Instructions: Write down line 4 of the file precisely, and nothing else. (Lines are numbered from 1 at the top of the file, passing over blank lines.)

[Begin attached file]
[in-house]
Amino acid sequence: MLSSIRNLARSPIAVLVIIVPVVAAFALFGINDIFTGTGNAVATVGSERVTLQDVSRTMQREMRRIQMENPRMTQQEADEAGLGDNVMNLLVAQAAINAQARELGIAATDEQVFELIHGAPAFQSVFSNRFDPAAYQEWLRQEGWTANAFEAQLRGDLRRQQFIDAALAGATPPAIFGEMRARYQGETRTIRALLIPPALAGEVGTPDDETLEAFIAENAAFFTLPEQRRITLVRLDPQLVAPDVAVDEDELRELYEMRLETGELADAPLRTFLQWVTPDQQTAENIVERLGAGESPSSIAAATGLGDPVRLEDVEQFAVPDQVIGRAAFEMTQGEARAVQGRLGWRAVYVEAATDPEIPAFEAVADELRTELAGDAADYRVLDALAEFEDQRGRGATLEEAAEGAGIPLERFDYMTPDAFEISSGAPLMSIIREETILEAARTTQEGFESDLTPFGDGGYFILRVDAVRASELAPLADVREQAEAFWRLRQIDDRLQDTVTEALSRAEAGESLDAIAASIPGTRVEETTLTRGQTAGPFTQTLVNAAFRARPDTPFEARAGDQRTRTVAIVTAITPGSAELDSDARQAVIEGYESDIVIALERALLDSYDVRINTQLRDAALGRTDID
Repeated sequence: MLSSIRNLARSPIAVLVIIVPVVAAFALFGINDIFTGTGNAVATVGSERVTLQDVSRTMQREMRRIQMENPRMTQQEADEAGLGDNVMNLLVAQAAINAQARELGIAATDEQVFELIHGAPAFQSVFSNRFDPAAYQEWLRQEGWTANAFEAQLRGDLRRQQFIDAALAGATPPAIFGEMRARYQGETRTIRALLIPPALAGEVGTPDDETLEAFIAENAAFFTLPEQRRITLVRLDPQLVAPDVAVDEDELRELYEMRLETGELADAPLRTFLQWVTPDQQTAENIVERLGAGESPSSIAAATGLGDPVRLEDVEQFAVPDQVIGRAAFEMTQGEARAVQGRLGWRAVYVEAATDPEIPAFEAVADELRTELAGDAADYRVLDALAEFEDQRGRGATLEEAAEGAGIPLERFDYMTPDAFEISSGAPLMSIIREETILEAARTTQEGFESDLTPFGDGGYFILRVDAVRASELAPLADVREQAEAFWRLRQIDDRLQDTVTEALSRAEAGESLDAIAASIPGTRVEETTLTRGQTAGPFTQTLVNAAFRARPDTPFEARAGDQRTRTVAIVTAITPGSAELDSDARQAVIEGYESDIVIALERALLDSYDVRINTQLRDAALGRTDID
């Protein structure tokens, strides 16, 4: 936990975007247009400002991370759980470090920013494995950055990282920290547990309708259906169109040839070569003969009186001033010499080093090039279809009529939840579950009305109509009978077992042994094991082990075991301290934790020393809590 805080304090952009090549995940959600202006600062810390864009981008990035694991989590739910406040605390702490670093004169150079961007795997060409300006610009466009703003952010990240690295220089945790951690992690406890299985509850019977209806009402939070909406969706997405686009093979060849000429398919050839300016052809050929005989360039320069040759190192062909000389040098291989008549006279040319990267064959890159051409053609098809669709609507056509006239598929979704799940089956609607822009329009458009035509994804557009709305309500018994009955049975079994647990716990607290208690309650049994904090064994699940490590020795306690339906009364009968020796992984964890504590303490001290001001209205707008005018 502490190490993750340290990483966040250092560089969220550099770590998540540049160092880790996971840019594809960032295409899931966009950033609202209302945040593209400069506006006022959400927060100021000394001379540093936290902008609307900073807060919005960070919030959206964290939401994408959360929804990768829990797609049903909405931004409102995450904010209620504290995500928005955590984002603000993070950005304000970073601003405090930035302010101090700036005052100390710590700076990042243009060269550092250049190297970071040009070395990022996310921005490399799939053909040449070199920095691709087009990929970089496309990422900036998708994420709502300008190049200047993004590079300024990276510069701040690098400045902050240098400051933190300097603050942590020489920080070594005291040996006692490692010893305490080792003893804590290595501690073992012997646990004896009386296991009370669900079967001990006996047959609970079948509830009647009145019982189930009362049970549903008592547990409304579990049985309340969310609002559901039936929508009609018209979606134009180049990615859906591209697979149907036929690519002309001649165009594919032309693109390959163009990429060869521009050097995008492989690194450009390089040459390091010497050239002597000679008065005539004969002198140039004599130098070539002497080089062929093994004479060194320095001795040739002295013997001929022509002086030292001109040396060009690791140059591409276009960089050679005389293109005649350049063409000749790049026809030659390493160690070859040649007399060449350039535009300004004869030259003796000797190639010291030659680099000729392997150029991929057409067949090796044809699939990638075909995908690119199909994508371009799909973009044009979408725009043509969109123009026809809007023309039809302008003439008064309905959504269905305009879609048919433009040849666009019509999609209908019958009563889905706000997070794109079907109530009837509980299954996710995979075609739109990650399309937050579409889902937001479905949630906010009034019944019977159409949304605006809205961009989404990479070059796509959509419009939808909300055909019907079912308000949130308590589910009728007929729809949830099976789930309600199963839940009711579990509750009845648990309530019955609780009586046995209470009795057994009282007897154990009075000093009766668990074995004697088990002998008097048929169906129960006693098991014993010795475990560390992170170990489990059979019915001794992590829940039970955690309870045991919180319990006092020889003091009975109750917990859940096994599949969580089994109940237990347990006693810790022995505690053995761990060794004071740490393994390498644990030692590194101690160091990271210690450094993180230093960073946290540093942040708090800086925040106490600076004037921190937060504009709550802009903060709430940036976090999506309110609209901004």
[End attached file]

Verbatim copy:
């Protein structure tokens, strides 16, 4: 936990975007247009400002991370759980470090920013494995950055990282920290547990309708259906169109040839070569003969009186001033010499080093090039279809009529939840579950009305109509009978077992042994094991082990075991301290934790020393809590 805080304090952009090549995940959600202006600062810390864009981008990035694991989590739910406040605390702490670093004169150079961007795997060409300006610009466009703003952010990240690295220089945790951690992690406890299985509850019977209806009402939070909406969706997405686009093979060849000429398919050839300016052809050929005989360039320069040759190192062909000389040098291989008549006279040319990267064959890159051409053609098809669709609507056509006239598929979704799940089956609607822009329009458009035509994804557009709305309500018994009955049975079994647990716990607290208690309650049994904090064994699940490590020795306690339906009364009968020796992984964890504590303490001290001001209205707008005018 502490190490993750340290990483966040250092560089969220550099770590998540540049160092880790996971840019594809960032295409899931966009950033609202209302945040593209400069506006006022959400927060100021000394001379540093936290902008609307900073807060919005960070919030959206964290939401994408959360929804990768829990797609049903909405931004409102995450904010209620504290995500928005955590984002603000993070950005304000970073601003405090930035302010101090700036005052100390710590700076990042243009060269550092250049190297970071040009070395990022996310921005490399799939053909040449070199920095691709087009990929970089496309990422900036998708994420709502300008190049200047993004590079300024990276510069701040690098400045902050240098400051933190300097603050942590020489920080070594005291040996006692490692010893305490080792003893804590290595501690073992012997646990004896009386296991009370669900079967001990006996047959609970079948509830009647009145019982189930009362049970549903008592547990409304579990049985309340969310609002559901039936929508009609018209979606134009180049990615859906591209697979149907036929690519002309001649165009594919032309693109390959163009990429060869521009050097995008492989690194450009390089040459390091010497050239002597000679008065005539004969002198140039004599130098070539002497080089062929093994004479060194320095001795040739002295013997001929022509002086030292001109040396060009690791140059591409276009960089050679005389293109005649350049063409000749790049026809030659390493160690070859040649007399060449350039535009300004004869030259003796000797190639010291030659680099000729392997150029991929057409067949090796044809699939990638075909995908690119199909994508371009799909973009044009979408725009043509969109123009026809809007023309039809302008003439008064309905959504269905305009879609048919433009040849666009019509999609209908019958009563889905706000997070794109079907109530009837509980299954996710995979075609739109990650399309937050579409889902937001479905949630906010009034019944019977159409949304605006809205961009989404990479070059796509959509419009939808909300055909019907079912308000949130308590589910009728007929729809949830099976789930309600199963839940009711579990509750009845648990309530019955609780009586046995209470009795057994009282007897154990009075000093009766668990074995004697088990002998008097048929169906129960006693098991014993010795475990560390992170170990489990059979019915001794992590829940039970955690309870045991919180319990006092020889003091009975109750917990859940096994599949969580089994109940237990347990006693810790022995505690053995761990060794004071740490393994390498644990030692590194101690160091990271210690450094993180230093960073946290540093942040708090800086925040106490600076004037921190937060504009709550802009903060709430940036976090999506309110609209901004």